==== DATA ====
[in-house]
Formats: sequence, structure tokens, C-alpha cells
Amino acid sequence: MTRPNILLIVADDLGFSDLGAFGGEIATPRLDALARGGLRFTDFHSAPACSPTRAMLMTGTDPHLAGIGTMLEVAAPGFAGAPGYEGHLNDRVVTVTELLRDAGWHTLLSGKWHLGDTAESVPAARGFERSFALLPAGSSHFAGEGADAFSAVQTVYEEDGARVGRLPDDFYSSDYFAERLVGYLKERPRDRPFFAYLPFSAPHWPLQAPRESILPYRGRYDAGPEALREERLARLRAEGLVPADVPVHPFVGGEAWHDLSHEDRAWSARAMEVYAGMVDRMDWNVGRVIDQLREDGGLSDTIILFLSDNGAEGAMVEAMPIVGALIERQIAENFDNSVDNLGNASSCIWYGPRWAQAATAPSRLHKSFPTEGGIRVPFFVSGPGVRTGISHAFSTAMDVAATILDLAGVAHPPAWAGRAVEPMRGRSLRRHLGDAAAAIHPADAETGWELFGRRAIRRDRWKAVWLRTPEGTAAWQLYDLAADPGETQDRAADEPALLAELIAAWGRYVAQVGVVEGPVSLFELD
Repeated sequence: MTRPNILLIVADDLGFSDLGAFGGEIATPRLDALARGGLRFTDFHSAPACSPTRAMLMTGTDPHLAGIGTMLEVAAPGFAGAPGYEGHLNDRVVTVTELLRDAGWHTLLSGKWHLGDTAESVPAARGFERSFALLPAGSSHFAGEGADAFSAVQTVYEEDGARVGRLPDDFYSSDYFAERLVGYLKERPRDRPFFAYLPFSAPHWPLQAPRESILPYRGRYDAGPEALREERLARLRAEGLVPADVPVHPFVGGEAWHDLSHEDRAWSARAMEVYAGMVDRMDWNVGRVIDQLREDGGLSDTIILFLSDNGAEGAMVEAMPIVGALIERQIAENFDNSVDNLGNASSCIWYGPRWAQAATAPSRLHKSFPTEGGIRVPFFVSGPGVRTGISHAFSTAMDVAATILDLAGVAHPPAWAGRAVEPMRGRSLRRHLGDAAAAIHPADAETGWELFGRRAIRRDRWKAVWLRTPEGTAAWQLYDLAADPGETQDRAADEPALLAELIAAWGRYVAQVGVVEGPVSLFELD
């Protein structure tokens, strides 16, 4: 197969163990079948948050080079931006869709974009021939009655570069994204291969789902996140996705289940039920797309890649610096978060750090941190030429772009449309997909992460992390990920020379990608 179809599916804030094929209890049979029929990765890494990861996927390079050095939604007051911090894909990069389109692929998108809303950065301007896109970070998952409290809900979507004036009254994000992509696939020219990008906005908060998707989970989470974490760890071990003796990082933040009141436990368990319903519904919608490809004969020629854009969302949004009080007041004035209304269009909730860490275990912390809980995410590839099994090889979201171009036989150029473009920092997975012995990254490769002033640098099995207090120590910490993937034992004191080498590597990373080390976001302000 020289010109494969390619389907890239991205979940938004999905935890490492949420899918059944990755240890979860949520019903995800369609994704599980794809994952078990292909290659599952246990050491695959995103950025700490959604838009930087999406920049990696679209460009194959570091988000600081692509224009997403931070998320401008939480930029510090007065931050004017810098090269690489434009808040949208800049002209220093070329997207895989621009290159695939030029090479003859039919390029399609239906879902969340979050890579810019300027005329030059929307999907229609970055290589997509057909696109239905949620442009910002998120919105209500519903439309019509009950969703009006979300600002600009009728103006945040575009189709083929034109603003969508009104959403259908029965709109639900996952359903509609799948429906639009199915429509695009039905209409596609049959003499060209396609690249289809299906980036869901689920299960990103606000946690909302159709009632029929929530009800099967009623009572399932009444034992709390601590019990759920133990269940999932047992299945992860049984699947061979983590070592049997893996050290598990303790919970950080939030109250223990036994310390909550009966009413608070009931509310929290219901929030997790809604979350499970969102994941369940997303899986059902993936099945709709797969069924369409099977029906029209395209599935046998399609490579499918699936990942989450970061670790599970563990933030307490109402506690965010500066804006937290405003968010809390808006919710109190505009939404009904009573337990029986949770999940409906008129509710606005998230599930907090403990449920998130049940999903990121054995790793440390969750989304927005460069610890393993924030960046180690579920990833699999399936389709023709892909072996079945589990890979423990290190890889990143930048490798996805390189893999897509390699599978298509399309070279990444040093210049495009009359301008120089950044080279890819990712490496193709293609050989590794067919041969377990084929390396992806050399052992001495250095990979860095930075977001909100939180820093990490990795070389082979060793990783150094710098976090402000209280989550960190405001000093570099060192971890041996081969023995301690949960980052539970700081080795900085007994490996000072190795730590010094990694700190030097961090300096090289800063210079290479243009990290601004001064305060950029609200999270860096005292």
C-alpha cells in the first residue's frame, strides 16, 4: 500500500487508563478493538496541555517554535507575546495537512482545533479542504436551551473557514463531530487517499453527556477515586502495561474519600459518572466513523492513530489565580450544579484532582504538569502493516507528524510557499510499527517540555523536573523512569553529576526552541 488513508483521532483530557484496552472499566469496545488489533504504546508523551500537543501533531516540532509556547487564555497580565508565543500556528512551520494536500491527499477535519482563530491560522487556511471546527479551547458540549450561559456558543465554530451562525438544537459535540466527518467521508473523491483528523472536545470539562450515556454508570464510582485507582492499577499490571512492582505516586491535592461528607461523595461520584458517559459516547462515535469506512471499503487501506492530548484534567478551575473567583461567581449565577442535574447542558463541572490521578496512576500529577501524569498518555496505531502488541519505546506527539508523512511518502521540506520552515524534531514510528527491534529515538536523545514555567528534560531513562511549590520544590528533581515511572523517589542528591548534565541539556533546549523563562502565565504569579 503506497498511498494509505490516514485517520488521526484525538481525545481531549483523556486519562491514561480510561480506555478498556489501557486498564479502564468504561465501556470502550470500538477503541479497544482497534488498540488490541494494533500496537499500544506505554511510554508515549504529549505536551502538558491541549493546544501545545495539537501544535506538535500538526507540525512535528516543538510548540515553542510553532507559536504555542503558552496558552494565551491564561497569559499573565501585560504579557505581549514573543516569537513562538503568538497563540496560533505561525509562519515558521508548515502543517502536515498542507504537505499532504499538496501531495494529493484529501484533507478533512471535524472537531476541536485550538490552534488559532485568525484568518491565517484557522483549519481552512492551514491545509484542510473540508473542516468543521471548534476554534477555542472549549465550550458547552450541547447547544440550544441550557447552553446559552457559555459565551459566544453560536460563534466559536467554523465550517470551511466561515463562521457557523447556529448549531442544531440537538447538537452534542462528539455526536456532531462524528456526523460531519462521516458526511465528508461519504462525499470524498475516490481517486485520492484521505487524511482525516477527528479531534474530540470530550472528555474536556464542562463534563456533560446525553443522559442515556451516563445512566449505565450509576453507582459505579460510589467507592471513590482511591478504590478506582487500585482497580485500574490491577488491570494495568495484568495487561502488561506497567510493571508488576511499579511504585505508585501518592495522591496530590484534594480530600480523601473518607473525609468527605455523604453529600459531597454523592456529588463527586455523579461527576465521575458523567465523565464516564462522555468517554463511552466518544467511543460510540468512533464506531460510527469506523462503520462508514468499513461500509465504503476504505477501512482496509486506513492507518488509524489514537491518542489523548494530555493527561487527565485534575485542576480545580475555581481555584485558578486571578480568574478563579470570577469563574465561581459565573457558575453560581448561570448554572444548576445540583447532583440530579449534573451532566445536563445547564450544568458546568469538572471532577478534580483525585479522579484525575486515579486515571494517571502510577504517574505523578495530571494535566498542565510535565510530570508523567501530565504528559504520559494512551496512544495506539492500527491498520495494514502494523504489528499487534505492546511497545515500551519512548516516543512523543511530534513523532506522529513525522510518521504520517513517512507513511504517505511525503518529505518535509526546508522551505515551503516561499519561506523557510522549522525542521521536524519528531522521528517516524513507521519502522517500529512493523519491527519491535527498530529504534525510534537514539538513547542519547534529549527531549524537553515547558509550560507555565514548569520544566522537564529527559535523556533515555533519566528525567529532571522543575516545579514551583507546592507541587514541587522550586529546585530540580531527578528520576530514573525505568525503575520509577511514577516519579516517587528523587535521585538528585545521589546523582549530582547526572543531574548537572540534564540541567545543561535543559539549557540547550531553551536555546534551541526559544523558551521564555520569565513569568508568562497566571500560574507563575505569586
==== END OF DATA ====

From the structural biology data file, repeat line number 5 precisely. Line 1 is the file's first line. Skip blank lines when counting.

């Protein structure tokens, strides 16, 4: 197969163990079948948050080079931006869709974009021939009655570069994204291969789902996140996705289940039920797309890649610096978060750090941190030429772009449309997909992460992390990920020379990608 179809599916804030094929209890049979029929990765890494990861996927390079050095939604007051911090894909990069389109692929998108809303950065301007896109970070998952409290809900979507004036009254994000992509696939020219990008906005908060998707989970989470974490760890071990003796990082933040009141436990368990319903519904919608490809004969020629854009969302949004009080007041004035209304269009909730860490275990912390809980995410590839099994090889979201171009036989150029473009920092997975012995990254490769002033640098099995207090120590910490993937034992004191080498590597990373080390976001302000 020289010109494969390619389907890239991205979940938004999905935890490492949420899918059944990755240890979860949520019903995800369609994704599980794809994952078990292909290659599952246990050491695959995103950025700490959604838009930087999406920049990696679209460009194959570091988000600081692509224009997403931070998320401008939480930029510090007065931050004017810098090269690489434009808040949208800049002209220093070329997207895989621009290159695939030029090479003859039919390029399609239906879902969340979050890579810019300027005329030059929307999907229609970055290589997509057909696109239905949620442009910002998120919105209500519903439309019509009950969703009006979300600002600009009728103006945040575009189709083929034109603003969508009104959403259908029965709109639900996952359903509609799948429906639009199915429509695009039905209409596609049959003499060209396609690249289809299906980036869901689920299960990103606000946690909302159709009632029929929530009800099967009623009572399932009444034992709390601590019990759920133990269940999932047992299945992860049984699947061979983590070592049997893996050290598990303790919970950080939030109250223990036994310390909550009966009413608070009931509310929290219901929030997790809604979350499970969102994941369940997303899986059902993936099945709709797969069924369409099977029906029209395209599935046998399609490579499918699936990942989450970061670790599970563990933030307490109402506690965010500066804006937290405003968010809390808006919710109190505009939404009904009573337990029986949770999940409906008129509710606005998230599930907090403990449920998130049940999903990121054995790793440390969750989304927005460069610890393993924030960046180690579920990833699999399936389709023709892909072996079945589990890979423990290190890889990143930048490798996805390189893999897509390699599978298509399309070279990444040093210049495009009359301008120089950044080279890819990712490496193709293609050989590794067919041969377990084929390396992806050399052992001495250095990979860095930075977001909100939180820093990490990795070389082979060793990783150094710098976090402000209280989550960190405001000093570099060192971890041996081969023995301690949960980052539970700081080795900085007994490996000072190795730590010094990694700190030097961090300096090289800063210079290479243009990290601004001064305060950029609200999270860096005292």